The young forwards are not to blame for the Broncos’ demise

To not put too fine a point on it, the Broncos have been shockingly bad in 2019. Riding the hype train in this year, they were touted as premiership contenders (disclosure: including by me).

The Broncos have won just two games. One was against a Cowboys side that is facing similar struggles and another against a Sharks team bereft of its star power. The other six games have been losses, ranging from a late field goal from Corey Norman sealing the win for the Dragons, to thirty-two point demolitions at the hands of Easts and then again from Souths.

The finger pointing has begun. The Broncos’ extremely youthful pack has come in for criticism, both for a lack of go-forward and a lack of consistency.

The statistics tell a different story.

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Let’s start with Production. The definition of production is valuable worked done as measured by the accumulation of stats that correlate with winning. This includes things like running metres, hit ups, tries and assists. Errors and missed tackles count against.

This is the Production for each club’s starting forwards across the first seven rounds for the NRL.

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While the Broncos’ numbers overall are 3% above league average, this puts them the in the same ballpark as the Storm and the Raiders packs, although well behind the Roosters and Rabbitohs. Remember that the argument I’m making is not that the Brisbane pack is fantastic. The argument is that they are doing enough to keep pace with top eight teams and a lack of go-forward doesn’t explain the Broncos’ dismal start to the year.

Just as importantly, Brisbane’s forwards have a lower variance in their production than the league average and therefore have a higher level of consistency. Inconsistency is not the issue.


You might want to argue that production, being a volume measure, is not adjusted for the minutes played by the starters and so might be concealing the depth in other squads. You might be on to something except, by PPG, which is adjusted for minutes played, the full strength Broncos’ pack is more than capable.

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With a league average PPG of .090, the Broncos could select seven players that have performed above that benchmark. Compare this to the most recently named forwards for the Roosters and Rabbitohs:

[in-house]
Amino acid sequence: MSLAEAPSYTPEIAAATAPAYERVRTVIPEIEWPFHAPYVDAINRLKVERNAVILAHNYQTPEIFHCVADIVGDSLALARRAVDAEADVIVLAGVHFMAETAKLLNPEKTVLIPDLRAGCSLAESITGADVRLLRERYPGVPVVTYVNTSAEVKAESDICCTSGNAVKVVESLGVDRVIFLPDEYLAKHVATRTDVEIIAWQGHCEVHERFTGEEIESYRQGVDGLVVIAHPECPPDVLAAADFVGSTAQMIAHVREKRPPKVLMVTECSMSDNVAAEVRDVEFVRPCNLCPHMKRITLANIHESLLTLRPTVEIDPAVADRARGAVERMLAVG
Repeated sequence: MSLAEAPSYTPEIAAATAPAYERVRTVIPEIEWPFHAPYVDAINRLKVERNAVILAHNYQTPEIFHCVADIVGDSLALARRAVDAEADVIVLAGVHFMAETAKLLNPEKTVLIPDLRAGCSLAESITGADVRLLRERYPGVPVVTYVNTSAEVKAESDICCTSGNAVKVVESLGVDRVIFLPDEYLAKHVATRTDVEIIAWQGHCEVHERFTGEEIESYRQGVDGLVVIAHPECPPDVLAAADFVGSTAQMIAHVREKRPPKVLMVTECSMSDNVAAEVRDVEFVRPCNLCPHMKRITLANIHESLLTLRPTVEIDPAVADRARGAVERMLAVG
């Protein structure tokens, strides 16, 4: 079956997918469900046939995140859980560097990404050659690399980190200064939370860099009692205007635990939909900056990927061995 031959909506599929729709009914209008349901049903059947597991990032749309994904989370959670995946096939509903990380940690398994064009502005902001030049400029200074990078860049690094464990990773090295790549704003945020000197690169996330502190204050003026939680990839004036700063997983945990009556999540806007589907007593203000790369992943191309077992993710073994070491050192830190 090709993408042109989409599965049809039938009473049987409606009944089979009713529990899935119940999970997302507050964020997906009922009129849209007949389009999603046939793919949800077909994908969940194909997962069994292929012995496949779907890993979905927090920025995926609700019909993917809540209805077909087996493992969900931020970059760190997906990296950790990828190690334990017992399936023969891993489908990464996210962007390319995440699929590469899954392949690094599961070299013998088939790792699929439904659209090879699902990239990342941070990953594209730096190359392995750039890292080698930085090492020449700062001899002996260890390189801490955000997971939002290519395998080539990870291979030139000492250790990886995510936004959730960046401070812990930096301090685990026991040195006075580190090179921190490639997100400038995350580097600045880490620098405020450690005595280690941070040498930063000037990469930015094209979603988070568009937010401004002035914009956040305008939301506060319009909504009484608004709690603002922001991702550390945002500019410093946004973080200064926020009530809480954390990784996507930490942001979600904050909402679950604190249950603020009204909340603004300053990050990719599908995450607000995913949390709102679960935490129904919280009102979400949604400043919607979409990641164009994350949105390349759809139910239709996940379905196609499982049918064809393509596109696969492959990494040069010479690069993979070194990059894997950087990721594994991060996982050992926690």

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If anyone is to be blamed for any issues up front, it’s the veterans in the second row. To be fair to Matt Gillett, he’s been played out of position and spent most of the first seven rounds babysitting Kodi Nikorima. My question is what is Alex Glenn doing to be starting while David Fifita gathers dust on the bench?

If you don’t believe any of these metrics, the Broncos are fifth in the league for running metres, a stat which has a strong correlation with winning and forward performance.

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Ultimately, averaging 1612m should win you more than 25% of your games. If that sounds familiar, it is similar to Anthony Seibold’s “five line break is enough to win you a game, 22 points is enough to win you a game” comment following the Broncos’ loss to the Raiders. Only one look at the Titans’ record over the last few years is required to see the success generated by prioritising offence at the total expense of defence.

That said, teams that run between 1600m and 1650m win approximately 60% of their games. The Broncos are running like a team that should rate about 1570 on Archimedes ratings but have so far only been able to average 1492, a number flattered by carrying significant form forward from last season.

We’ve established that the young forwards have enough get up and go and that they are consistent in doing so. Where is this discrepancy in performance coming from?

There are many contenders but by far the grossest part of Brisbane’s game is their defence. Poseidon currently rates the Broncos’ defence slightly worse than Newcastle, about the same as the Gold Coast and only better than Manly (for now).

Red zone efficiency, that is how many times a team scores as a ratio of their visits to the opposition’s twenty metre line, is not something I track but the efficiency generated by the Broncos’ opposition has to be the best in the league. For nearly every visit the Raiders, the Sharks and the Rabbitohs made to the Broncos’ red zone, they scored. Brisbane were only able to beat Cronulla’s reserve grade fill-ins on an excess of possession and field position that will not be repeatable against first grade sides.

Defence is ultimately about communication, organisation and leadership. The absence of these virtues at Red Hill has been well documented. While it’s fun to blame McCullough’s unserviceable service or Boyd’s arthritic inability to catch the football and return it, the reality is that there are broken systems in desperate need of repair that affect the whole team. The solution needn’t come from the captain or the most experienced players or the best paid but it needs to come from someone.

The Broncos are already 2-6. The worst ever Broncos team – Anthony Griffin’s 2013 side – still managed to win no fewer than ten games. The class of 2019 would need to close out the remainder of 2019 with a 8-8 record to even achieve that lofty goal. This does not even consider finals football as a goal, for which Brisbane will need another two or three more wins again. Their Pythagorean expectation has the Broncos winning only another six. 

The good people of Brisbane will only tolerate that level of performance for so long.